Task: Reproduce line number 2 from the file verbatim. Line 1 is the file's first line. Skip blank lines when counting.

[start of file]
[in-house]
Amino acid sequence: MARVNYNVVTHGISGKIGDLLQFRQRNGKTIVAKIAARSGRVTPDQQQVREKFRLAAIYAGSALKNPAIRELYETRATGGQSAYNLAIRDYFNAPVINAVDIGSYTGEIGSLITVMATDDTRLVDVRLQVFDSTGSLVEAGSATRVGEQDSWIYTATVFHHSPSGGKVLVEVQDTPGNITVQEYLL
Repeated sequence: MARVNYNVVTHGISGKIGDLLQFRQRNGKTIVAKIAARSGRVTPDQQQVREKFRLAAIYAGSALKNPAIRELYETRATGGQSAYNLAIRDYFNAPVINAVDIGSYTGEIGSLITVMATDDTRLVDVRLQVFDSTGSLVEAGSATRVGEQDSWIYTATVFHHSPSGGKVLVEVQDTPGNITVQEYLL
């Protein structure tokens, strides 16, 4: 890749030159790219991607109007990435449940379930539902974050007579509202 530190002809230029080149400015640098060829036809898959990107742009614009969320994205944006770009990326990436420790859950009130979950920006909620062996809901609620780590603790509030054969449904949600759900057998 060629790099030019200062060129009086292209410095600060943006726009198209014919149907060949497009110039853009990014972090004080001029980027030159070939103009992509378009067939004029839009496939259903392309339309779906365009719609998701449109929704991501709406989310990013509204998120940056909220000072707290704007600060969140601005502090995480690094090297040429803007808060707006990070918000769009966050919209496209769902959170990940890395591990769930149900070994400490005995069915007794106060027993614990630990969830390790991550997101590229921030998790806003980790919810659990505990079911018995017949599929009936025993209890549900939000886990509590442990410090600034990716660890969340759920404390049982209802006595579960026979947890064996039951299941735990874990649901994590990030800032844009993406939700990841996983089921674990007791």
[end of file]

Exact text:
Amino acid sequence: MARVNYNVVTHGISGKIGDLLQFRQRNGKTIVAKIAARSGRVTPDQQQVREKFRLAAIYAGSALKNPAIRELYETRATGGQSAYNLAIRDYFNAPVINAVDIGSYTGEIGSLITVMATDDTRLVDVRLQVFDSTGSLVEAGSATRVGEQDSWIYTATVFHHSPSGGKVLVEVQDTPGNITVQEYLL